From the June 2013 issue

Exoplanet mysteries solved

Despite many questions still requiring answers, astronomers have made great strides in exoplanet research.
By | Published: June 24, 2013 | Last updated on May 18, 2023
Kepler space telescope
The Kepler space telescope has found thousands of candidate planets, revolutionizing scientists’ view of the universe. // NASA
In 2007, Astronomy published a special issue called “The 50 greatest mysteries of the universe.” Part of the reason we were able to call the article in the August 2013 issue “The 40 greatest mysteries of the universe” is that scientists are continually figuring out the solutions to former problems. That is, after all, what they get paid for. Here, we highlight some results that have come in since our 2007 publication.

Exoplanet science — or the search for planets other than those eight in our solar system — has been a hot topic in the past few years, especially since the launch of NASA’s Kepler spacecraft. Its sole mission is to search for planets and to home in on ones that are rocky and potentially habitable. Kepler stares at the same patch of sky and watches for transits: times when an object passes in front of its star, blocking out a tiny amount of the star’s light. This tiny dip in brightness alerts astronomers to potential planets. One transit isn’t always enough, though, as stars are big and planets are small. So Kepler watches not just for one, but multiple dips that occur at regular intervals. An alien scientist watching the Sun would see a dip in the Sun’s apparent brightness once every 365.24 Earth days, when the Earth passed between the alien and our star. But they might have to see it more than once and combine the data together to be sure the detection is real before they hop on their spaceships and spend the next 10,000 years traveling here.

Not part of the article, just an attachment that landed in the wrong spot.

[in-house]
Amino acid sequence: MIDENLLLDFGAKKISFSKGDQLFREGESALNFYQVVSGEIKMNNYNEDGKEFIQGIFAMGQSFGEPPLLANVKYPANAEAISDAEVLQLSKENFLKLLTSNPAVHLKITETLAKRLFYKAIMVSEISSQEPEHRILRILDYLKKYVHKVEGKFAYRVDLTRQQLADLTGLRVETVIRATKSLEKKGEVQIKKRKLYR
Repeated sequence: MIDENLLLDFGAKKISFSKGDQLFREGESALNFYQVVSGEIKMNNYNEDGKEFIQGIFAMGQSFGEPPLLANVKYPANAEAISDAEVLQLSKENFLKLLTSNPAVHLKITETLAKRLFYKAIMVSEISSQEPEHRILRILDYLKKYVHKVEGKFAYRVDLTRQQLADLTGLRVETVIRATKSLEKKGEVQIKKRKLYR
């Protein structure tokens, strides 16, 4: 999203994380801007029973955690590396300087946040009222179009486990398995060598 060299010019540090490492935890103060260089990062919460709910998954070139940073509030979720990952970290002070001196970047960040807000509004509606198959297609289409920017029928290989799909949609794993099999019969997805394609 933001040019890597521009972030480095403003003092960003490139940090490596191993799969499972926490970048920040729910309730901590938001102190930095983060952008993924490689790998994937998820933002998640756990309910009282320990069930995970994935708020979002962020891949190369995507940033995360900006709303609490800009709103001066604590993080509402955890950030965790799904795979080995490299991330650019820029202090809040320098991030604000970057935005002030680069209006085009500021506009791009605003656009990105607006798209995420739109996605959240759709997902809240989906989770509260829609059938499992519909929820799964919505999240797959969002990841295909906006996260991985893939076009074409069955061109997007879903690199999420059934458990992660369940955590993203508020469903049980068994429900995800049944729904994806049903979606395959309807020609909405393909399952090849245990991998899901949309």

How many planets surround other star systems?
Although scientists are still analyzing data from the ever-productive Kepler spacecraft, the results that are in are enough to say one thing: A lot of planets are out there. Fifty percent of all stars have a planet that is Earth’s size or bigger in close orbit. Interested in Earth-sized-or-larger planets in bigger orbits? The number jumps to 70 percent. And if you pick any solar system with a Sun-like star, you are almost guaranteed to find a planet or two. The Milky Way — and by extrapolation, the rest of the universe — is full of rocky and gassy bodies orbiting central stars. It is home to at least as many and possible more planets as stars. As of June 2013, astronomers had confirmed 892 and had thousands more candidates. Go to to check out the data and make your own diagrams using information about the planets’ orbits, masses, and radii.

Are there other planets like Earth?
According to Kepler’s latest estimates, one out of every six stars has an Earth-sized planet in a close (i.e., warm or hot and not icy) orbit. Further investigation will show exactly how “like Earth” these Earth-sized planets are. They have to be rocky, and they are not extremely cold. But do they have water? Do they have atmospheres? Do the chemicals in their atmospheres show any evidence that life is down on their surfaces metabolizing? Each planet will be slightly different, but out of the ones scientists have found, the candidates they will confirm, and the ones they will discover in the future, some are likely to be similar to our own planetary home. Read about the initial finding here.